Additionally, in the case of leave to care for the employee’s child whose school or place of care is closed, the employee must provide the name of the child, the name of the school, place of care, camp or summer program that is closed and a statement that no other suitable person is available to care for the child. In other words, although the employee may need to prove to the DOL investigator that it was more likely than not that the child would have attended the camp, the employee doesn’t necessarily need to prove it to the employer, making it difficult for employers to determine whether the employee is legitimately entitled to the leave.

The White House has issued an amendment to the June 22, 2020, Presidential “Proclamation Suspending Entry of Aliens Who Present a Risk to the U.S. Labor Market Following the Coronavirus Outbreak” to clarify an issue regarding those who are outside the scope of the Proclamation.

According to the amendment, not all those holding nonimmigrant visas on June 24, 2020, are exempted from the Proclamation – only those holding valid H, L, or J visas. This means that individuals with, for instance, valid B-1/B-2 visitor visas on June 24, 2020, will not necessarily be eligible to apply for H, L, or J visas.

The amendment affects Section 3 of the original Proclamation setting out the scope of the suspension.

The Proclamation (the amendment in italics) will affect those who are:

  • Outside of the U.S. on the effective date – June 24, 2020, at 12:01 a.m. (EDT);
  • Do not have a nonimmigrant visa, of any of the classifications specified in Section 2 (H, L, or J) and pursuant to which the alien is seeking entry that is valid on the effective date of the Proclamation or issued thereafter; and
  • Do not have another travel document (such as a transportation letter, boarding foil, or advance parole document) valid on the effective date or issued thereafter.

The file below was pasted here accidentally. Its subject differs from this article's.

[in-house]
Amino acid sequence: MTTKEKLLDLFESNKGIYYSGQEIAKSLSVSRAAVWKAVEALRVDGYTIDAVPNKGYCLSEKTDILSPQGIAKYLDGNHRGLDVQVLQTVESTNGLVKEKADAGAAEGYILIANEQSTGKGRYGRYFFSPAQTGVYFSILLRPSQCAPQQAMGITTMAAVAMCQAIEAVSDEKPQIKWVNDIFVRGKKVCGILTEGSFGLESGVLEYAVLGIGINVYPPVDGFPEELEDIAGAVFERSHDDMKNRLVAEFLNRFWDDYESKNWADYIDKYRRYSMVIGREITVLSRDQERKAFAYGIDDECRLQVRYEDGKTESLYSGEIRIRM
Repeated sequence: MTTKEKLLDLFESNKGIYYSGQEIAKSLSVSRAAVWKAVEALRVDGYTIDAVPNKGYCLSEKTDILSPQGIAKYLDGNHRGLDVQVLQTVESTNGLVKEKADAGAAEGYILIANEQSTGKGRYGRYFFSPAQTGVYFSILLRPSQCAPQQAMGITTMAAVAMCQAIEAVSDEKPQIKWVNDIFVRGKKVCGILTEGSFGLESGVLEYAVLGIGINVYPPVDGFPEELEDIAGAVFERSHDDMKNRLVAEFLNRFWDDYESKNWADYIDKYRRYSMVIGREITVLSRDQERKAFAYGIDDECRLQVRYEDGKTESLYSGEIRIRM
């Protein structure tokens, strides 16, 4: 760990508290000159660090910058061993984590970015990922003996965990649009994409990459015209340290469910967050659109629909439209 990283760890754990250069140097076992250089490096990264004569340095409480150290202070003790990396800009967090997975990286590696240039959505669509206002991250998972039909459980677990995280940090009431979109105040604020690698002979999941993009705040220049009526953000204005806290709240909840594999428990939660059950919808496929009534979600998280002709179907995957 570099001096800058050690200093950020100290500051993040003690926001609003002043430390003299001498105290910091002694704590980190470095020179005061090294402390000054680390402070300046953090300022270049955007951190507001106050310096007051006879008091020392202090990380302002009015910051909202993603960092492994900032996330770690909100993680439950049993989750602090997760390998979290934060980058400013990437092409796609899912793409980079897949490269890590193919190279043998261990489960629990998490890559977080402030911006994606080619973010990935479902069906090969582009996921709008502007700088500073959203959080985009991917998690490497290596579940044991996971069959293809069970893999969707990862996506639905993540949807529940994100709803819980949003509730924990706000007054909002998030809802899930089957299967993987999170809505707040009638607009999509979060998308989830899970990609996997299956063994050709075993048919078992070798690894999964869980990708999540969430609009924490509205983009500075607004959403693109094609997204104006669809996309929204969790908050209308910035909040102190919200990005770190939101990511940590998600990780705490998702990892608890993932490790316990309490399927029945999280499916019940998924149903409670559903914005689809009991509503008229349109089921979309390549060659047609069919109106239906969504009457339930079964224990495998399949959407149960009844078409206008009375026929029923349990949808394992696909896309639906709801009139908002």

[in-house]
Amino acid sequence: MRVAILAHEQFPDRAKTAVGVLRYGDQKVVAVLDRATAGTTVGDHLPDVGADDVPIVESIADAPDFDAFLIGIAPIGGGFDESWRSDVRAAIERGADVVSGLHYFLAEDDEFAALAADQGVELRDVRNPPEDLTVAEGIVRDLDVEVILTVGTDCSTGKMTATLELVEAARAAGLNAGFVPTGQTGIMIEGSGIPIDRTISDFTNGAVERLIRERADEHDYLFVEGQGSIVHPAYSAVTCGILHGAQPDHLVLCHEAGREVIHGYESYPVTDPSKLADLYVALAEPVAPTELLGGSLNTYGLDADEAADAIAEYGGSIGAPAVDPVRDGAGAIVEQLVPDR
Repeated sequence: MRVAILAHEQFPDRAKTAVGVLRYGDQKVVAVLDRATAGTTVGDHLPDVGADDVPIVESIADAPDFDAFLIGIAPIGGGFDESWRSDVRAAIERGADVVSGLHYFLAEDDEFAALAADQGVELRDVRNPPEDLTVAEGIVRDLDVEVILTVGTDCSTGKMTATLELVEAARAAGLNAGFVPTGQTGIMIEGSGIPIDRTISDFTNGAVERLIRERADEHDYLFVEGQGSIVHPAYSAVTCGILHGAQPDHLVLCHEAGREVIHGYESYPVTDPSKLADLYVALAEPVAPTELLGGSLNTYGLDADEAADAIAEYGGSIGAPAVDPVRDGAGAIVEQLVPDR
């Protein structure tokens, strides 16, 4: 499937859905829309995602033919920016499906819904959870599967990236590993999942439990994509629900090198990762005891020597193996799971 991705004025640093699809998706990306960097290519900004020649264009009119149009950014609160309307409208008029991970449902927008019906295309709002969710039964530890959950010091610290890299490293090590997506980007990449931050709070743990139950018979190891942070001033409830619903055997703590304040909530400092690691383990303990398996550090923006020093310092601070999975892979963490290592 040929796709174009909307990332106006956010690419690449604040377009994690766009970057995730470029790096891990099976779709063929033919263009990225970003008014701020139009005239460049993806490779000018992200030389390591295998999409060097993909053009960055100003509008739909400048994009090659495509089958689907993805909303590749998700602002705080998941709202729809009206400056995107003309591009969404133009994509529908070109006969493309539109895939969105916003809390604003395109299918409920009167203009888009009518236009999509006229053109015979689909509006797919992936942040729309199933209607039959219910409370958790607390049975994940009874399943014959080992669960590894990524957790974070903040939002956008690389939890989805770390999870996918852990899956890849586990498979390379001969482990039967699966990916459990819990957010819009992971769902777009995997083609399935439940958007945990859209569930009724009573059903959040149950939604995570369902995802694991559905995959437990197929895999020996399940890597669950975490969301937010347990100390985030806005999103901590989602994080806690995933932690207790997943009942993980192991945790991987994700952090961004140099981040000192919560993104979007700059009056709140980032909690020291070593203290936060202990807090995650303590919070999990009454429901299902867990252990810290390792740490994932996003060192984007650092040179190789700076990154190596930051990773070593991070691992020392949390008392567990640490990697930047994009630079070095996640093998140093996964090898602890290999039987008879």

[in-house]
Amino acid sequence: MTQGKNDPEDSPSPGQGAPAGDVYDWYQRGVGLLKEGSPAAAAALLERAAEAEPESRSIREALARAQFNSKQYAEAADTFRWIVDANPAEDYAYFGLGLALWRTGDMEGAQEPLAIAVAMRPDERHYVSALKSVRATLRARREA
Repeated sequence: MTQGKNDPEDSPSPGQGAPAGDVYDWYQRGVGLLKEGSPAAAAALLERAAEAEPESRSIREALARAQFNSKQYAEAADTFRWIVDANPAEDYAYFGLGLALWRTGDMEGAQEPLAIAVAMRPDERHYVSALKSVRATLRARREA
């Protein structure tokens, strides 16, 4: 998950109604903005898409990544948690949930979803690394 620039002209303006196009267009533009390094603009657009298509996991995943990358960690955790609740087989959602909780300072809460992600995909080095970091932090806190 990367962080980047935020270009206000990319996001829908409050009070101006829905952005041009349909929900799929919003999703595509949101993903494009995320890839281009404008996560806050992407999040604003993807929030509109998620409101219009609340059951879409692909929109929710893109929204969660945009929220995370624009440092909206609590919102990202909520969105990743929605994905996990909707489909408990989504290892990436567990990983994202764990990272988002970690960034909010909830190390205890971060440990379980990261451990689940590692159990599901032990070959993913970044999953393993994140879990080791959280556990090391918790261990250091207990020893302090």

Jackson Lewis attorneys are committed to helping employers make the best business decisions and will continue to provide updates and clarifications as they become available. Please contact your Jackson Lewis attorney with any questions about how these new restrictions and forthcoming regulations will affect your employees and prospective employees.

 

Since May, USCIS has been threatening furloughs of three-quarters of its workforce in August if it does not receive a $1.2 billion loan and an average 21% increase in fees to take care of its budget shortfall. Reportedly, more than 13,000 of the 20,000 USCIS employees who work on citizenship and visa processes will receive furlough notices if emergency funding is not forthcoming. Further, some notices may have already been received for a late-July furlough.

Apparently, USCIS sent formal notification to the union representing USCIS employees that up to 70 percent of the agency’s employees could be furloughed as of August 3, 2020. Furloughs that are expected to last more than 30 days require this sort of formal notice. Therefore, the projected furloughs will not be short term. The president of the union that represents 2,500 USCIS employees in Washington, D.C. stated the obvious:

It is not in the best interest of the American people to allow such a failure – which would have a substantial impact on millions of legal immigrants, permanent residents and US citizens and would be detrimental to American businesses, educational institutions, the economy and our law enforcement and health care systems ….

USCIS has been told that any additional funds should not burden U.S. taxpayers. The agency recognizes that any loan would have to be repaid. In other words, to make up the shortfall, the funding will have to come from increased fees, pushing the entire burden onto immigrants, employers, and those seeking naturalization. If the increased fees do not discourage immigration, the even longer delays that will result from the furloughs certainly will. An estimated 860,000 individuals were scheduled to naturalize this year – but, through the combined impact of the pandemic and the proposed furloughs, those individuals may not become citizens before the November election.

The funding problem at USCIS is not simply due to COVID-19. Although the decrease in filings associated with the pandemic may have been the final straw. Budget problems at USCIS have persisted for several years. Unfortunately, the needed funding appears to have become yet another political battleground. Adding another 13,000 employees to the ranks of the unemployed is not likely to help the U.S. economy.

Jackson Lewis attorneys will continue to monitor this situation and provide updates as they become available.